Washington currently contracts with three 988 Lifeline crisis centers that answer calls from around the state: Volunteers of America Western Washington (VOA), Frontier Behavioral Health, and Crisis Connections. “We’ve been providing crisis services over the phone since the early 1980s, but this first year of 988 has been very exciting as we’ve hired additional staff and worked to implement a new phone system,” said Stacey Okihara, director of crisis response services at Frontier Behavioral Health.

From July 2022 to June 2023, these crisis centers answered 65,029 calls, 11,808 texts, and 13,064 chats, according to national data. This represents a 75% increase in calls answered since 988 launched, which underlines the need for this service and the importance of the work. (Before 988’s launch, Vibrant Emotional Health, the 988 national administrator, didn’t track the percentage of Washington’s chats and texts answered.)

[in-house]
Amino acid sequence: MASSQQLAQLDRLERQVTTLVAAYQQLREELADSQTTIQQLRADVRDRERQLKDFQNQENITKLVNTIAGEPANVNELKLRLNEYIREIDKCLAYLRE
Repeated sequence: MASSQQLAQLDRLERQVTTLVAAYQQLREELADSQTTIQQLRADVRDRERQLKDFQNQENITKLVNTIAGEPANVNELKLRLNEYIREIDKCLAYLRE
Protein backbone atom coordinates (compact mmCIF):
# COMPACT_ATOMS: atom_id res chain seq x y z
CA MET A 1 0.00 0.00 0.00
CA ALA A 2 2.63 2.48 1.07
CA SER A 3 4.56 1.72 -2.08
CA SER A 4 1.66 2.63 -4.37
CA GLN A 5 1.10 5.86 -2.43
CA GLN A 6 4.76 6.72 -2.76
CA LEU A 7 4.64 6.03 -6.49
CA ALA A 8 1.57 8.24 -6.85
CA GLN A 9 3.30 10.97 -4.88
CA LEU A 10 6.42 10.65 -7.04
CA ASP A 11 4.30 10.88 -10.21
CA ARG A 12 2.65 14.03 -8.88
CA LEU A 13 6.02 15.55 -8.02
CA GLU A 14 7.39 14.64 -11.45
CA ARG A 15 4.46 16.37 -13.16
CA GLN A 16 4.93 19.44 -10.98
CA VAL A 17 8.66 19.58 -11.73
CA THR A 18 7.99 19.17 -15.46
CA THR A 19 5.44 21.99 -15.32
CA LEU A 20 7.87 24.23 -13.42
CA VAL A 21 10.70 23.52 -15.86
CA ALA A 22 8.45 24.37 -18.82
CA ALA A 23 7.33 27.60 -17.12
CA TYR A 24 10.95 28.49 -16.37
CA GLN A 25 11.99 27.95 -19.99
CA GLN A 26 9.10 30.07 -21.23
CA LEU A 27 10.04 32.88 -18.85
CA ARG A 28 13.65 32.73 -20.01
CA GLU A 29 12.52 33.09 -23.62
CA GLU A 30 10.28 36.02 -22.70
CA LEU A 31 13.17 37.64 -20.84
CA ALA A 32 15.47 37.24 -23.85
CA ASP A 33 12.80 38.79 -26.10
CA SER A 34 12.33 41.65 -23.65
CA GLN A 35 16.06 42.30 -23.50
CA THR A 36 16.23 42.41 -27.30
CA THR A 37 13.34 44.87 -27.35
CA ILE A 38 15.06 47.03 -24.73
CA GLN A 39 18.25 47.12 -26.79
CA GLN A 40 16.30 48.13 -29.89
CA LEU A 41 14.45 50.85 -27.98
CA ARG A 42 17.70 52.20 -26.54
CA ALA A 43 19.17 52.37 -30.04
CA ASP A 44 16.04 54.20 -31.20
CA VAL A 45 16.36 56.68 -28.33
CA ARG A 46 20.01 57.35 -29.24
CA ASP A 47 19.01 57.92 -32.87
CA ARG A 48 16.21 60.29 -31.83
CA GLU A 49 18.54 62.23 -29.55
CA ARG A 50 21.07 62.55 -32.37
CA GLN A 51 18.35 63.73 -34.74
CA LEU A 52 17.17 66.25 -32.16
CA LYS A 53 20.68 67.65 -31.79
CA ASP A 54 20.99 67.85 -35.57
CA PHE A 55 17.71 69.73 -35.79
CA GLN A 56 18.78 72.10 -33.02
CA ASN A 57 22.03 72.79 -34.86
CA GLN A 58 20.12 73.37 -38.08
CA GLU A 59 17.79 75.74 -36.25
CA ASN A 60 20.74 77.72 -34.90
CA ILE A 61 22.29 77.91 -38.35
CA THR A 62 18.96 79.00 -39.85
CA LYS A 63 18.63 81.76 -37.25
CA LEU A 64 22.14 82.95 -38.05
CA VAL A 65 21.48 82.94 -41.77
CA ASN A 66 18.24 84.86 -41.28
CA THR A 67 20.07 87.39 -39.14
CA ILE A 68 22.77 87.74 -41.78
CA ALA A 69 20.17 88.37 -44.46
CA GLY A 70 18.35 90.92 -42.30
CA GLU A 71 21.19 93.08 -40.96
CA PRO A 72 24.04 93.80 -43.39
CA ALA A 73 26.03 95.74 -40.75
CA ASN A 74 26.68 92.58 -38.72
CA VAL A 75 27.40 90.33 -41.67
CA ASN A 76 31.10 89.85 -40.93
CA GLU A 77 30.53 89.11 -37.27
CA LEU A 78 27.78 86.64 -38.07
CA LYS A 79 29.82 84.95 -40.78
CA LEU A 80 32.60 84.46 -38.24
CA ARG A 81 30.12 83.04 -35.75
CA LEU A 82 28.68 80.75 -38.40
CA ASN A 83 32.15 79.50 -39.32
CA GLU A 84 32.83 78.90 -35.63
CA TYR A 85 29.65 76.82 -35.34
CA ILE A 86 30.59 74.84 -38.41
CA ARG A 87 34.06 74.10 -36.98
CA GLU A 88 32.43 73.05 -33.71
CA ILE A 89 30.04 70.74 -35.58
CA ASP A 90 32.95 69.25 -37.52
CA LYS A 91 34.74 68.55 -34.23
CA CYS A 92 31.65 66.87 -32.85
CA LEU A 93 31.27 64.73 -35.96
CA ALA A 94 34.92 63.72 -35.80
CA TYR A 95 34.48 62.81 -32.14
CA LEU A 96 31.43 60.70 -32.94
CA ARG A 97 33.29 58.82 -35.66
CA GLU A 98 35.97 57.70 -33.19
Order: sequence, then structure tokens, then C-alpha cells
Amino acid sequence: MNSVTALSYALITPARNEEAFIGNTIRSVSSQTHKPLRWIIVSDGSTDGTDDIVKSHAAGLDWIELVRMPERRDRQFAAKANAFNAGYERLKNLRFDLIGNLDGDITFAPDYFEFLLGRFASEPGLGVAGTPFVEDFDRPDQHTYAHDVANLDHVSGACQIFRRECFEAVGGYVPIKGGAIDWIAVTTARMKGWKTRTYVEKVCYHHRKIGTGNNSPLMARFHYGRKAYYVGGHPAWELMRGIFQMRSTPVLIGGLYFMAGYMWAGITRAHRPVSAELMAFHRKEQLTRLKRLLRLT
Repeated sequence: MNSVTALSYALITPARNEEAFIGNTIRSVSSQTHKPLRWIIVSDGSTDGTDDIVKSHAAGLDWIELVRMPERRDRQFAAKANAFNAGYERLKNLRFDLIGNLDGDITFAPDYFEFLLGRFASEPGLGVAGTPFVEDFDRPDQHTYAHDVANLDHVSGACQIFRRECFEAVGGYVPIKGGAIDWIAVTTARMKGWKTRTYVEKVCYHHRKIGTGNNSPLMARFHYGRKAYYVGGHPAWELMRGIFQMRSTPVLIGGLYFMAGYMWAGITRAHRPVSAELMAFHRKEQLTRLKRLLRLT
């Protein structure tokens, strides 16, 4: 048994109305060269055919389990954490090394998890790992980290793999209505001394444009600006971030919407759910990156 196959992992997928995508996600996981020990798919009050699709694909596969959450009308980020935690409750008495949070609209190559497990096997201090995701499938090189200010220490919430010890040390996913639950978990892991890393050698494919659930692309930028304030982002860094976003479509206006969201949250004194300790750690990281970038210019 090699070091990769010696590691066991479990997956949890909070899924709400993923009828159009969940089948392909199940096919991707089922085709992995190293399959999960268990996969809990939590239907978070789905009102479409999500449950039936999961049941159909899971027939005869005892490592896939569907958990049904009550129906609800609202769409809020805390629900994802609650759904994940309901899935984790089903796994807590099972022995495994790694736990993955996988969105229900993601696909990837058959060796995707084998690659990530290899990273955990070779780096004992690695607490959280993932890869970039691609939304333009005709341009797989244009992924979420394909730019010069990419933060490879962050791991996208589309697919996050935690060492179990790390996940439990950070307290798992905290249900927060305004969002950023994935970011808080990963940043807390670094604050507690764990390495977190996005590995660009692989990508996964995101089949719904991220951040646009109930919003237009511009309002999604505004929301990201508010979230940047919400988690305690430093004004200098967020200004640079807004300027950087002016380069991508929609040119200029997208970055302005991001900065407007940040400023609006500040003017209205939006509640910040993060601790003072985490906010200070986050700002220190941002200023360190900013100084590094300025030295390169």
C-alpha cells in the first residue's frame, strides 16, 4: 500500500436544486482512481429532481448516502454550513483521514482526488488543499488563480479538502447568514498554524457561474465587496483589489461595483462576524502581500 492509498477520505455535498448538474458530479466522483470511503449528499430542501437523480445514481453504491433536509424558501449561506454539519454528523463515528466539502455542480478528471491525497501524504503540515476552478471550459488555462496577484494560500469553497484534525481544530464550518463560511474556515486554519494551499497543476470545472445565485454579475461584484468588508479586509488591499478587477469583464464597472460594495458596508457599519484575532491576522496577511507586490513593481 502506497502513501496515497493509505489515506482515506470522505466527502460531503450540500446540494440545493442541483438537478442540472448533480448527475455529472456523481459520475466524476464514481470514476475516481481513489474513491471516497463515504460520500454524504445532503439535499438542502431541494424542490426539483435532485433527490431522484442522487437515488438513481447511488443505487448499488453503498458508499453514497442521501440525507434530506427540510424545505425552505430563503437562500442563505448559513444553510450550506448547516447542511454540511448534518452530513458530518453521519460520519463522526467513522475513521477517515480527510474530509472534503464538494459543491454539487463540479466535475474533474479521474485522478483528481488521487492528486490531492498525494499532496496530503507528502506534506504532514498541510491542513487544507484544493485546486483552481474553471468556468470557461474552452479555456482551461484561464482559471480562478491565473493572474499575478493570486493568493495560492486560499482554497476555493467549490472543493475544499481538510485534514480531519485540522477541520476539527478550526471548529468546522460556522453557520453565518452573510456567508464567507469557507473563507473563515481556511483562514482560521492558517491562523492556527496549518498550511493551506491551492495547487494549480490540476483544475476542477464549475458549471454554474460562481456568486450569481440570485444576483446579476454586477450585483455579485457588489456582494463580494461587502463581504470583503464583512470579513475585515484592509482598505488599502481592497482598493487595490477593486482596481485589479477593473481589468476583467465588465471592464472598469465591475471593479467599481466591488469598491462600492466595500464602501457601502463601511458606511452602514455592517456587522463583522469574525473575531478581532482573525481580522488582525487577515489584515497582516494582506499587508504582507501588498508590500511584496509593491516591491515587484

“People throughout our community are struggling more than ever to cope, which staff and volunteers at Crisis Connections see firsthand in the dramatic increase in calls from people seeking help for themselves or others,” said McDaniel. “As a key provider helping community members navigate the behavioral health system, we recognize the urgent need to invest in long-neglected mental health and addiction treatment services.”

Native and Strong Lifeline

In November 2022, Washington introduced the Native and Strong Lifeline. The line is the first of its kind in the nation dedicated to serving American Indian and Alaska Native people. Native crisis counselors who are tribal members and descendants closely tied to their communities answer all calls made to the Native and Strong Lifeline.

“We are proud to be at the forefront of behavioral health care crisis reform in Washington,” said , Secretary of Health Umair A. Shah, MD, MPH. “The launch of the Native and Strong Lifeline and formation of the State Affinity Workgroup creates a model for other states to follow in improving access to compassionate and accessible care.”